Simulators and Micro Quads

There’s a very light misty rain falling this morning, which isn’t going to clear any time soon, so no flying this week. I might have given it a go, apart from it being really dark, impossible to see an aeroplane if you wear glasses (think windscreen wipers) and the forecast is for strong winds by lunchtime.

Actually, I’m really annoyed because I spent most of yesterday on the electronics for my 110 size quadcopter, only to find that the flight controller had packed up.


My 110 size micro quad made out of Depron and four HubSan motors.

As you can see from the picture, I built the frame out of Depron, which was originally from an old pizza box base that I saved. It’s surprisingly strong, considering that it’s only a push fit and there is no glue used at all. The flight controller is a Flip32+, which should sit on the brown sticky pad in the centre. Everything was going really well until I connected it up last night and I think the micro USB connection broke. It detects that something is connected to the USB, but I suddenly started getting “unrecognised USB device” errors from Windows 10 when it had all been working perfectly before. It’s annoying because I was just about to connect up the motors and run them using Cleanflight for the first time to see if it had enough thrust to fly. It’s a bit heavy for this class of quad, so the flight controller and radio are going to be switched for smaller and lighter versions. It appeared to be working up to that point as I had test run one motor, then added the other three and suddenly the flight controller won’t talk to me. There’s a lot of wiring there for something this small, and the connectors are the pins from a Futaba servo connector, crimped onto the wires and then covered in heat shrink tubing. It works surprisingly well, but an integrated PCB with tracks running out to the motors would probably be better.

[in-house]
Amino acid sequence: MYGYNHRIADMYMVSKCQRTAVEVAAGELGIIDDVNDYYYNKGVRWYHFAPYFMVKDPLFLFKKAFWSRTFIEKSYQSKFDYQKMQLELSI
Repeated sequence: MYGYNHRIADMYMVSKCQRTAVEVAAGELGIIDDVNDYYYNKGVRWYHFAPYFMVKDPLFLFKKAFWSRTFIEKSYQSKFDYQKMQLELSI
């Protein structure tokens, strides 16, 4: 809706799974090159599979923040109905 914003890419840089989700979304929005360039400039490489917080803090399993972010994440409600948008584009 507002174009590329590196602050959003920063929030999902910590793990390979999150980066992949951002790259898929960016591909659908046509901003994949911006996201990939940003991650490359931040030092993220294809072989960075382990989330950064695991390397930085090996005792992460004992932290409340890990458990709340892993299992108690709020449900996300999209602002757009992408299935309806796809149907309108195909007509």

So, I spent the rest of my time on the quadcopter simulator. I’ve worked out how to set the textures on models imported from Blender into Unity. You have to create a folder called “Textures”, put the images in there, open the Blender model from Unity, point at the textures you just copied to the Unity Assets “Textures” folder and then set the albedo on the Unity material to use the correct one which now appears as an Asset. UV mapping in Blender is a completely different problem though. I can’t say I’m really impressed by any of this as, having worked in computer graphics for quite a number of years, it seems to me that their model import chain is just rubbish. There’s no reason why Unity couldn’t do all that for you, but as long as you know about the albedo hack, most people can probably work it out for themselves.

Anyway, here are some of the screenshots so far:


I really need to get this playable by the end of the day, as we’re running a Royal Institution coding for kids session in about a month and this forms the central theme. All that is left to do is some of the housekeeping code and then I’ll have an alpha release.


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